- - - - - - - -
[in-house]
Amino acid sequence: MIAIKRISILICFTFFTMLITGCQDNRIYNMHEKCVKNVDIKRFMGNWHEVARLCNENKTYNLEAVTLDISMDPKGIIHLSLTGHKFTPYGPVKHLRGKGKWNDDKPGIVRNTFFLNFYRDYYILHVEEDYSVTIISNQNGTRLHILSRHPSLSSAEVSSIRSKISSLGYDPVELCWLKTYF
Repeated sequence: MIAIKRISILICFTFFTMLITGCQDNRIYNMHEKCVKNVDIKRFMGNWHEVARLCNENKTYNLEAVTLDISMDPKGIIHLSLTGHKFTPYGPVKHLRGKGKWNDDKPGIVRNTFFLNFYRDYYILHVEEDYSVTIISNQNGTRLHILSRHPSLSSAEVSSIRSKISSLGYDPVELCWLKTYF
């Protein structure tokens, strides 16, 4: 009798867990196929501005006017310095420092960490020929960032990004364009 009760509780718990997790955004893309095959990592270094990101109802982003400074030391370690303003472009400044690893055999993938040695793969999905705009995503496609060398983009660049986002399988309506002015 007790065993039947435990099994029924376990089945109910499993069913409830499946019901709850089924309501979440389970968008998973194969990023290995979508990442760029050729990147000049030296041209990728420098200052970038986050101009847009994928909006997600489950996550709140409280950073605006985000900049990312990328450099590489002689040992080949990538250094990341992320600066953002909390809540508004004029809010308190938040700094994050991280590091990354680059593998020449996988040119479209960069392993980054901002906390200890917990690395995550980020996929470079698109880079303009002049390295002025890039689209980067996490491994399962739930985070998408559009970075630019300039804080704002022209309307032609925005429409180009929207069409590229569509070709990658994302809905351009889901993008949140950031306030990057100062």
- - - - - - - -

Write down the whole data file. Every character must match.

[in-house]
Amino acid sequence: MIAIKRISILICFTFFTMLITGCQDNRIYNMHEKCVKNVDIKRFMGNWHEVARLCNENKTYNLEAVTLDISMDPKGIIHLSLTGHKFTPYGPVKHLRGKGKWNDDKPGIVRNTFFLNFYRDYYILHVEEDYSVTIISNQNGTRLHILSRHPSLSSAEVSSIRSKISSLGYDPVELCWLKTYF
Repeated sequence: MIAIKRISILICFTFFTMLITGCQDNRIYNMHEKCVKNVDIKRFMGNWHEVARLCNENKTYNLEAVTLDISMDPKGIIHLSLTGHKFTPYGPVKHLRGKGKWNDDKPGIVRNTFFLNFYRDYYILHVEEDYSVTIISNQNGTRLHILSRHPSLSSAEVSSIRSKISSLGYDPVELCWLKTYF
């Protein structure tokens, strides 16, 4: 009798867990196929501005006017310095420092960490020929960032990004364009 009760509780718990997790955004893309095959990592270094990101109802982003400074030391370690303003472009400044690893055999993938040695793969999905705009995503496609060398983009660049986002399988309506002015 007790065993039947435990099994029924376990089945109910499993069913409830499946019901709850089924309501979440389970968008998973194969990023290995979508990442760029050729990147000049030296041209990728420098200052970038986050101009847009994928909006997600489950996550709140409280950073605006985000900049990312990328450099590489002689040992080949990538250094990341992320600066953002909390809540508004004029809010308190938040700094994050991280590091990354680059593998020449996988040119479209960069392993980054901002906390200890917990690395995550980020996929470079698109880079303009002049390295002025890039689209980067996490491994399962739930985070998408559009970075630019300039804080704002022209309307032609925005429409180009929207069409590229569509070709990658994302809905351009889901993008949140950031306030990057100062």